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Atlantic Daughters of the Vote talk of a better Canada

Clockwise, from top left: Lindsey Rhynes, Fatima Beydoun, Frankie Leonard, and Olivia Corrigan.
Clockwise, from top left: Lindsey Rhynes, Fatima Beydoun, Frankie Leonard, and Olivia Corrigan.

Three-hundred and thirty-eight woman aged 18 to 23 — one from each federal riding — were selected to represent their community and attend a week of meetings, workshops and political engagement in Ottawa this week as part Equal Voice Canada’s Daughters of the Vote biannual summit, sharing their vision for a better Canada and learning from one another. SaltWire Network caught up with some of these emerging leaders to chat about some of the key challenges holding back women in leadership and what society can do to break down some of these barriers. Answers have been edited for clarity and length.

Fatima Beydoun

From Halifax, NS

Representing the riding of Halifax

Second-year student at Dalhousie University, pursuing a double major in environment, sustainability and society and international development studies. Dalhousie Student Union Arts and Social Sciences Faculty Representative

Tone policing is a big issue for women in leadership. I find there’s sort of a double standard that women face where, if you say something, it’s seen as subjective, and it cannot be objective because we’re seen as too emotional. For example, if I’m talking about something I’m personally passionate about, when it comes from a woman, because of the patriarchy, it’s seen as less valid, whereas if it came from a man it wouldn’t usually be perceived in the same way.

We need to change the dialogue and what we choose to show people from a young age, not framing woman as bossy but using more empowering language. I also think working from an anti-oppressive framework in all settings, making it not be the elephant in the room and acknowledging it, saying “these systems of oppression exist, let’s keep that in mind and actively try to dismantle and unravel our perceived biases towards what we think it means to be a woman.”

Olivia Corrigan

From Charlottetown, P.E.I.

Representing riding of Miramichi-Grand Lake

Second-year psychology student at Mount Allison University

The women that we see in politics right now are often cisgender straight white women, and I think it’s this homogenized idea of what women face in politics, and understanding that queer women, trans women, Indigenous women and all other women have different experiences and that their voices are often silenced because they are a minority in the country.

That’s why I’m especially passionate about electoral reform, myself from Prince Edward Island, I think moving towards mixed member proportional representation in our referendum on April 23, we could potentially get more voices from smaller parties and create more coalition governments, which would have the ability to gain more representation from the current, largely, two-party system.

Frankie Leonard

From Happy Valley-Goose Bay, N.L.

Representing riding of Labrador

Third-year psychology student at Memorial University and volunteer with the Canadian Cancer Society and MUN Relay for Life

The biggest barrier to women in leadership is probably the atmosphere the climate we’re in right now.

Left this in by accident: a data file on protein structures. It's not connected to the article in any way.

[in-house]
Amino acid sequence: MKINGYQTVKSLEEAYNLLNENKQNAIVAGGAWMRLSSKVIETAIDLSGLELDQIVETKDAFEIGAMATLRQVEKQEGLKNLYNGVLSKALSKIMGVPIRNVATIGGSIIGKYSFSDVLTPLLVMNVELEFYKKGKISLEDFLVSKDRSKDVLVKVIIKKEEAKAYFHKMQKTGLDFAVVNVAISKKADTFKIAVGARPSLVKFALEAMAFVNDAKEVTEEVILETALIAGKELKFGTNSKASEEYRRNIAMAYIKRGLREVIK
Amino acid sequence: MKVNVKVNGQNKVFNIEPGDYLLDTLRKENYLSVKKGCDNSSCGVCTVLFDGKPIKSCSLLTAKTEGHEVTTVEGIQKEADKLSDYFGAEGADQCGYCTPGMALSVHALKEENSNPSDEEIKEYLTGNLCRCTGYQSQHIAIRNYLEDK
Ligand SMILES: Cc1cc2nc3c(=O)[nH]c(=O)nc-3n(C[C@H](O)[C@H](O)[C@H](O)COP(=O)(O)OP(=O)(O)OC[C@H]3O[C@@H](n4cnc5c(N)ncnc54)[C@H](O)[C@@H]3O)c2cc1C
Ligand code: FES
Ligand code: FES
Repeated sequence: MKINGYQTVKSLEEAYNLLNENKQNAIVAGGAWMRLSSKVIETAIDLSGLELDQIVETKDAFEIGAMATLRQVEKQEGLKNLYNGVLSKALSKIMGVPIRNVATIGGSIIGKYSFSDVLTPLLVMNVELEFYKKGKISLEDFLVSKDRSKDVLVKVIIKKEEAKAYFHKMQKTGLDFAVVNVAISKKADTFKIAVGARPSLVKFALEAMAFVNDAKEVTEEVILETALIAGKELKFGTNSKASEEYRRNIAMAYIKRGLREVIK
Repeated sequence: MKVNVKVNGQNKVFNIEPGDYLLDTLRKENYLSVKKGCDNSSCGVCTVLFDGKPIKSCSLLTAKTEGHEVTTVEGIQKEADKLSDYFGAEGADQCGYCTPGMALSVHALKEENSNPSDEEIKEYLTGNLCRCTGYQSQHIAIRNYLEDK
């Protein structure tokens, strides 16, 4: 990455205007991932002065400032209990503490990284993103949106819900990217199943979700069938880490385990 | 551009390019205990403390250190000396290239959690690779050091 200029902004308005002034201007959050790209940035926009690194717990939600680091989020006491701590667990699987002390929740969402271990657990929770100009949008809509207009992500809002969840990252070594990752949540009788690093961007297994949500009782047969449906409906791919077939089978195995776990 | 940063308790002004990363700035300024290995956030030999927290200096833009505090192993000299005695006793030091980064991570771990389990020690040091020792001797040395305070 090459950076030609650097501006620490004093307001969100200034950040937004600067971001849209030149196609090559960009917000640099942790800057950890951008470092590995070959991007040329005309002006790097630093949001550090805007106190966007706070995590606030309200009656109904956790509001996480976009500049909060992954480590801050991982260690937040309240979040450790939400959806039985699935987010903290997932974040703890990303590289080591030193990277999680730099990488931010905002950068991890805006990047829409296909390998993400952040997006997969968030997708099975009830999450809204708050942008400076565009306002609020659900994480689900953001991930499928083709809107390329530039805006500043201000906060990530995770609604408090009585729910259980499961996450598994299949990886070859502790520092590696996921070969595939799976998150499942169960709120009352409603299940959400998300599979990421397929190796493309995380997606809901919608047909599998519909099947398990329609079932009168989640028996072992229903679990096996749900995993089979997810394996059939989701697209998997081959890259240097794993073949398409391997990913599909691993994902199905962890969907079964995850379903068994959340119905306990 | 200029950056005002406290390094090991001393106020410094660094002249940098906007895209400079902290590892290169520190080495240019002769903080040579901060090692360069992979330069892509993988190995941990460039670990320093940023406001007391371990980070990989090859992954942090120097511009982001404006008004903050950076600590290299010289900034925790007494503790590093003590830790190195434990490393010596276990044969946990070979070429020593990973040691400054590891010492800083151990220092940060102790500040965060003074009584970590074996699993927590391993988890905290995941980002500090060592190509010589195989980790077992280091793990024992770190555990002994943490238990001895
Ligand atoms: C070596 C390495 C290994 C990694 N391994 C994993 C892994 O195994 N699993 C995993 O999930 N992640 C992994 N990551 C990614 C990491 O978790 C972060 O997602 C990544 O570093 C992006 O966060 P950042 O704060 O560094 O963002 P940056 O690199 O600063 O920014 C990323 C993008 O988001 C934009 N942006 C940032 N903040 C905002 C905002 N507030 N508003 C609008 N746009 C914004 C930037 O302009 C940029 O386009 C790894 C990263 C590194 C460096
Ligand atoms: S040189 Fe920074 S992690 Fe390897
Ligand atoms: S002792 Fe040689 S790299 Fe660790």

There are many different issues regarding women, regarding people of different races and it’s just hard to break barriers that have been so built into people since they were born through societal norms, but that’s what we have to do. There has to be systemic change in order to allow women of all backgrounds to feel safe and comfortable and welcome in leadership roles.

With the Me Too and Time’s Up movements, I’m hoping that women in leadership roles can feel safe, because many employees we’ve heard from this week and people in leadership roles have had lived experience in situations where they have been uncomfortable or may have been sexually harassed or verbally harassed. And there’s a lot of people in the old boys club that think they have rights to women and their bodies, which is something that is definitely changing but it’s not fully gone from our society. I think we’re finally seeing a window where women can start to move into leadership roles without stories of harassment.

Lindsey Rhynes

From Charlottetown, P.E.I.

Representing riding of Malpeque

Third-year sociology and anthropology student at the University of P.E.I. and newly elected councillor for the rural municipality of Miltonvale Park

The biggest barriers facing women in our Canadian society is that it’s male-dominated. Women haven’t had a voice because of how society is constructed and how we continue to live every day thinking those things, like that women aren’t good enough, so we’re not seeing enough women in positions of power that we don’t really try to break the norm against that.

Programs like Daughters of the Vote have been allowing us to do that by listening to other women leaders who have kind of broke down those barriers and they’re kind of enabling us through empowerment to do the same thing, which is huge. For example, today we saw former prime minister Kim Campbell, and being able to hear from and knowing that we can take on that role one day because there really isn’t a limit on what women can accomplish.

RELATED: Dozens of women turn their backs on Trudeau in the House of Commons as he addresses Daughters of the Vote

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